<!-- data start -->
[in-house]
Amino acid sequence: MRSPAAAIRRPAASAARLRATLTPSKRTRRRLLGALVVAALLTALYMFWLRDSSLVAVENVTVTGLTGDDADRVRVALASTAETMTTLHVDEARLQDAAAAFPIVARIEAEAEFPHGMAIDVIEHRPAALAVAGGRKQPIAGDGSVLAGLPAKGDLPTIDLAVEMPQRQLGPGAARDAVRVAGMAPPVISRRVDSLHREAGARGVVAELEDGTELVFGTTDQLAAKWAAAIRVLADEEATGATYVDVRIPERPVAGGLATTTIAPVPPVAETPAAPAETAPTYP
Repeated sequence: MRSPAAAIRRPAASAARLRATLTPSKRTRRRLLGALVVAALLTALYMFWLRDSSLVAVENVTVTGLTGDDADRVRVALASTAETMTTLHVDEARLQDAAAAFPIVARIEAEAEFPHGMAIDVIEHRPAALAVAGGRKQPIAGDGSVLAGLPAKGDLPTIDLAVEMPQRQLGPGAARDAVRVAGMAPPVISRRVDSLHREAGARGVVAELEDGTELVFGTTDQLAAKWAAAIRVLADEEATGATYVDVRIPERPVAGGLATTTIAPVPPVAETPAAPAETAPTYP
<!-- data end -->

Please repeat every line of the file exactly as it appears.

[in-house]
Amino acid sequence: MRSPAAAIRRPAASAARLRATLTPSKRTRRRLLGALVVAALLTALYMFWLRDSSLVAVENVTVTGLTGDDADRVRVALASTAETMTTLHVDEARLQDAAAAFPIVARIEAEAEFPHGMAIDVIEHRPAALAVAGGRKQPIAGDGSVLAGLPAKGDLPTIDLAVEMPQRQLGPGAARDAVRVAGMAPPVISRRVDSLHREAGARGVVAELEDGTELVFGTTDQLAAKWAAAIRVLADEEATGATYVDVRIPERPVAGGLATTTIAPVPPVAETPAAPAETAPTYP
Repeated sequence: MRSPAAAIRRPAASAARLRATLTPSKRTRRRLLGALVVAALLTALYMFWLRDSSLVAVENVTVTGLTGDDADRVRVALASTAETMTTLHVDEARLQDAAAAFPIVARIEAEAEFPHGMAIDVIEHRPAALAVAGGRKQPIAGDGSVLAGLPAKGDLPTIDLAVEMPQRQLGPGAARDAVRVAGMAPPVISRRVDSLHREAGARGVVAELEDGTELVFGTTDQLAAKWAAAIRVLADEEATGATYVDVRIPERPVAGGLATTTIAPVPPVAETPAAPAETAPTYP